In addition to being a marker of risk, there is growing evidence that CRP contributes directly to cardiovascular and diabetes risk. 26,27 Studies have shown the presence of CRP directly inside of most arterial plaques—and all heart lesions—after a heart attack.20 Indeed, in a damaged brain or heart after a stroke or heart attack, there is a correlation between CRP and the size of the affected area; this is strong support for a contributing role of CRP in these diseases.16
With the discovery that cancer is strongly related to overall inflammation status, there’s been growing interest in CRP as a predictor of prognosis in a variety of cancer types.29,30 And, with strong evidence that CRP is an active (and destructive) participant in promoting inflammation, there’s equally strong interest in discovering ways to actively lower a person’s CRP levels to reduce their cancer risk—or to promote their recovery if they already have cancer.
Optimal CRP levels for everyone to strive for are under 0.55 mg/L in men and under 1.0 mg/L in women.
Interestingly, CRP is now associated with a number of cancers as a powerful tool for determining prognosis and survival.29-36 When CRP is measured at the time of diagnosis, high levels consistently predict poor survival, whereas normal (especially the lower-end of normal) levels predict good outcomes.30-36
In men with penile cancer, a CRP level greater than 20 mg/L at diagnosis is significantly associated with the probability of developing lymph node metastases, a sign of poor outcome.31
In patients with advanced stomach cancer, those with a CRP level greater than 17 mg/L had an 11% greater chance of dying within 3 months after diagnosis, compared to those with lower levels.32 A later study found that CRP greater than 10 mg/L was associated with a 77% increase in poor overall survival, with a 196% greater chance of having a higher disease stage, and an 81% increase in the likelihood of tumor recurrence.33
CRP is strongly associated with survival in patients with colon and/or rectum cancers. Those with elevated levels of CRP were more likely to have lymph node (local) and distant metastases, invasion of blood vessels and nerves, and a higher stage diagnosis.34 For patients with CRP greater than 5 mg/L, only 13.3% survived after 5 years, while 57% of patients with lower CRP were still alive 5 years later.34 Indeed, one study indicated that CRP was the only marker that was an independent predictor of disease-free survival.30 CRP concentrations were higher in a group of colorectal cancer patients, at 2.4 mg/L, compared with 1.9 mg/L in healthy controls, and those with the highest CRP were 2.6 times as likely as those with the lowest levels to develop such cancers.35
In pancreatic cancer, high plasma CRP levels at diagnosis indicated a 121% increased risk of dying from the disease.29
In breast cancer, a CRP level of greater than 10 mg/L, compared with a level of less than 1 mg/L,predicted36:
- A 96% greater risk of dying from any cause,
- A 91% greater risk of dying from breast cancer specifically, and
- A 69% greater risk of having additional breast cancer-related events.
How To Lower Your CRP
With high levels of CRP being so closely tied to cardiovascular disease and cancer, the question you’re probably wondering right now is, “How do I lower my CRP levels?”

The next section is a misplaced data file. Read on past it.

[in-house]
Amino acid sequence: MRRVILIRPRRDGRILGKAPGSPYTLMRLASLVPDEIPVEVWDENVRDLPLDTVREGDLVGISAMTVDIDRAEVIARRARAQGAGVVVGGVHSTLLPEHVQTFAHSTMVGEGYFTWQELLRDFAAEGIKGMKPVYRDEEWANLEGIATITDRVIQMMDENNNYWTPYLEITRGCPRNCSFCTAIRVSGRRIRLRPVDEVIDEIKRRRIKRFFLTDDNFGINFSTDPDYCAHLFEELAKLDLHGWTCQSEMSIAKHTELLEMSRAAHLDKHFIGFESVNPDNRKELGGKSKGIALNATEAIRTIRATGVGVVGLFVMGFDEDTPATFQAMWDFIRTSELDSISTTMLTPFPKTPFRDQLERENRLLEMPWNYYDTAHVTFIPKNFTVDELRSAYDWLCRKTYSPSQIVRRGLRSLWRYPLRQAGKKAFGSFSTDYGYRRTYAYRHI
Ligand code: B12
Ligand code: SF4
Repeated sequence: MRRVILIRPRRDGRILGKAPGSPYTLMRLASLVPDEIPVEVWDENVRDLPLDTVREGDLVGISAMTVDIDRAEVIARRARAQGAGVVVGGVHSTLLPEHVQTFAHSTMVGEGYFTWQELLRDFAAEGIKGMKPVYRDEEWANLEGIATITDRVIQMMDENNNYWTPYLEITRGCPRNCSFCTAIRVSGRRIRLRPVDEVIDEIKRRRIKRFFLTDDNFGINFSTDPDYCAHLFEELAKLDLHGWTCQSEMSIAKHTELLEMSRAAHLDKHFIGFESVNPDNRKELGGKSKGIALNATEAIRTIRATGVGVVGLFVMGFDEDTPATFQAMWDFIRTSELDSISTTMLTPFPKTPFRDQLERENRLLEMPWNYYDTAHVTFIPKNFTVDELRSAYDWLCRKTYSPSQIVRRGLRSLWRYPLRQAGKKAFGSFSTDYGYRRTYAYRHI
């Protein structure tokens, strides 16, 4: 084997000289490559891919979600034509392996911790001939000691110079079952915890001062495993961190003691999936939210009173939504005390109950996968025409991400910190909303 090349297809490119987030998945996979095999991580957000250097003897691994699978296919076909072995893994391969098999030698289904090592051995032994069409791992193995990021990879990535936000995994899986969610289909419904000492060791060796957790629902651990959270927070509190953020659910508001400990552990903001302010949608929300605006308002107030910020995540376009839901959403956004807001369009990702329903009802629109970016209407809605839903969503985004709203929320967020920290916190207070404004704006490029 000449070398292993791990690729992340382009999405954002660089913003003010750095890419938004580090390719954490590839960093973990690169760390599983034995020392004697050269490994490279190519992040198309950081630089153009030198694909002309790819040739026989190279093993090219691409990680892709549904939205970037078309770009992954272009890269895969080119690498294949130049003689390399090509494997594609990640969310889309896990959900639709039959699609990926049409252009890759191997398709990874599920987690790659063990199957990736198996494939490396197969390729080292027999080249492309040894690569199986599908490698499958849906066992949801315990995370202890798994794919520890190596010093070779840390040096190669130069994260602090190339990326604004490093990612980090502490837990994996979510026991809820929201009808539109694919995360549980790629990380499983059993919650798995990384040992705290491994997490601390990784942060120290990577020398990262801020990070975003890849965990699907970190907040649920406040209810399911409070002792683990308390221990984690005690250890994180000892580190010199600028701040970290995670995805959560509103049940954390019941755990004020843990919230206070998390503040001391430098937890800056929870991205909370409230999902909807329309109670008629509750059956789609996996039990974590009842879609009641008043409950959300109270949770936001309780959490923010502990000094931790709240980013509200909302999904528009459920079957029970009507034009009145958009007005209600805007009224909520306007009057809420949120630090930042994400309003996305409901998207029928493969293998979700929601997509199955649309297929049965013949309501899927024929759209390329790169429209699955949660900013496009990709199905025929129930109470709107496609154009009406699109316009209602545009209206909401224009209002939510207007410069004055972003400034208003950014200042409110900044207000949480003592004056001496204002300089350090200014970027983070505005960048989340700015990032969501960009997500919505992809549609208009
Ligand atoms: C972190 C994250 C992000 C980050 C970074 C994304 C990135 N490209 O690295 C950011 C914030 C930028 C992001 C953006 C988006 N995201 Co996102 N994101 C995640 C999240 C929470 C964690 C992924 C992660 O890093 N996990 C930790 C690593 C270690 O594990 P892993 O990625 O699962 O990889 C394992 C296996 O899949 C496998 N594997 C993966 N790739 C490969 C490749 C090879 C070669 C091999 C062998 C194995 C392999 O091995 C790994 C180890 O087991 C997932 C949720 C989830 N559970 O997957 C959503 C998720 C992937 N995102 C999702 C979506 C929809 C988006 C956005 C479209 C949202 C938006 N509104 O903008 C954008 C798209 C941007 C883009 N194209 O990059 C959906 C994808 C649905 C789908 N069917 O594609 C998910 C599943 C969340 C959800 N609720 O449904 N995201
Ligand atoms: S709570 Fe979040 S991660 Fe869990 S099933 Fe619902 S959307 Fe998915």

For starters, your lifestyle has a direct impact on CRP levels. Certain dietary habits, such as a high intake of trans-fatty acids, can increase CRP levels, leading to a reason why trans fats increase cardiovascular risk to a greater degree than one would expect based on its adverse effects on blood fat levels.37
A 2013 study found that ideal health behaviors (such as diet, exercise, etc.) could lower CRP.38 In that study, people having four to six “ideal behaviors” had up to a 32% reduction in their CRP levels. Exercise alone has been shown to be a means of lowering high CRP. In fact, the higher the baseline CRP, the greater the impact of a reasonable exercise regimen on CRP.39
Eating foods cooked at high temperature can increase inflammation.40-42
Avoiding high temperature-cooked food can reduce production of pro-inflammatory cytokines and CRP, thus helping to extinguish the inflammatory fire raging in the bodies of most aging people today.40-43
Wouldn’t it be incredible if Americans could throw away side effect-laden pain killing drugs just by changing the way their food is prepared?
Some drugs, such as statins, have been shown to lower CRP levels in patients with elevated blood lipids.19,44 In fact, one study using rosuvastatin (Crestor®) showed that healthy people without raised blood cholesterol but with CRP levels greater than 2.0 mg/L reduced hs-CRP levels by 37% and reduced the frequency of major cardiovascular events (though the study didn’t address the long-term consequences of statin therapy).45 There are, however, other ways to lower CRP without a prescription.
Over a dozen dietary supplements have been shown to bring down CRP levels in laboratory or human models. Red yeast rice, for example, lowered CRP by nearly 24% in people with moderately high cholesterol;46 ginger reduced CRP in diabetic adults;47 and vitamin C reduced plasma CRP 24% in smokers.48
The table above describes 17 nutrients that have been shown to favorably influence CRP levels.
In order to determine your CRP level, all it requires is a low-cost blood test.
By lowering your CRP, you’ll be protecting yourself against chronic inflammation before it progresses to a life-threatening disease.